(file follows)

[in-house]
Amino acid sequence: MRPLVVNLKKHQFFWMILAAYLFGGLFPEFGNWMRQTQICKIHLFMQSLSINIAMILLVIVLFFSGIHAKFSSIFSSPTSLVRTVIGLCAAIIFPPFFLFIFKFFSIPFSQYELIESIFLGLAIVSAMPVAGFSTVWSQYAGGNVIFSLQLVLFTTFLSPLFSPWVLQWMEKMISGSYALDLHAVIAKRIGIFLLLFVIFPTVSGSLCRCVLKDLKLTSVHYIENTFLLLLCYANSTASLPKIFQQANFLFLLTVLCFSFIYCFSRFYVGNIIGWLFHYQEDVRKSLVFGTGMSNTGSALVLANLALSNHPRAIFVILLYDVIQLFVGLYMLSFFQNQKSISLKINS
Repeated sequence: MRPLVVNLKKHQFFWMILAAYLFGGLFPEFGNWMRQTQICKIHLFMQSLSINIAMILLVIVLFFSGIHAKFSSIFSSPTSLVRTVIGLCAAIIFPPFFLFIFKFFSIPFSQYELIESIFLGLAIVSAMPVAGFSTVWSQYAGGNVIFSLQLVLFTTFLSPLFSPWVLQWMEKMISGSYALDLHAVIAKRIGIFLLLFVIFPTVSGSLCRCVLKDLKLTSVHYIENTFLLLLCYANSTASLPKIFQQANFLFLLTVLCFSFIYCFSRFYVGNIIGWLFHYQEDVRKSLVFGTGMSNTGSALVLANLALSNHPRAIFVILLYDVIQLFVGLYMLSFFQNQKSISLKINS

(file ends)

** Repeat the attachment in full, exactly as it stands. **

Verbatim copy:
[in-house]
Amino acid sequence: MRPLVVNLKKHQFFWMILAAYLFGGLFPEFGNWMRQTQICKIHLFMQSLSINIAMILLVIVLFFSGIHAKFSSIFSSPTSLVRTVIGLCAAIIFPPFFLFIFKFFSIPFSQYELIESIFLGLAIVSAMPVAGFSTVWSQYAGGNVIFSLQLVLFTTFLSPLFSPWVLQWMEKMISGSYALDLHAVIAKRIGIFLLLFVIFPTVSGSLCRCVLKDLKLTSVHYIENTFLLLLCYANSTASLPKIFQQANFLFLLTVLCFSFIYCFSRFYVGNIIGWLFHYQEDVRKSLVFGTGMSNTGSALVLANLALSNHPRAIFVILLYDVIQLFVGLYMLSFFQNQKSISLKINS
Repeated sequence: MRPLVVNLKKHQFFWMILAAYLFGGLFPEFGNWMRQTQICKIHLFMQSLSINIAMILLVIVLFFSGIHAKFSSIFSSPTSLVRTVIGLCAAIIFPPFFLFIFKFFSIPFSQYELIESIFLGLAIVSAMPVAGFSTVWSQYAGGNVIFSLQLVLFTTFLSPLFSPWVLQWMEKMISGSYALDLHAVIAKRIGIFLLLFVIFPTVSGSLCRCVLKDLKLTSVHYIENTFLLLLCYANSTASLPKIFQQANFLFLLTVLCFSFIYCFSRFYVGNIIGWLFHYQEDVRKSLVFGTGMSNTGSALVLANLALSNHPRAIFVILLYDVIQLFVGLYMLSFFQNQKSISLKINS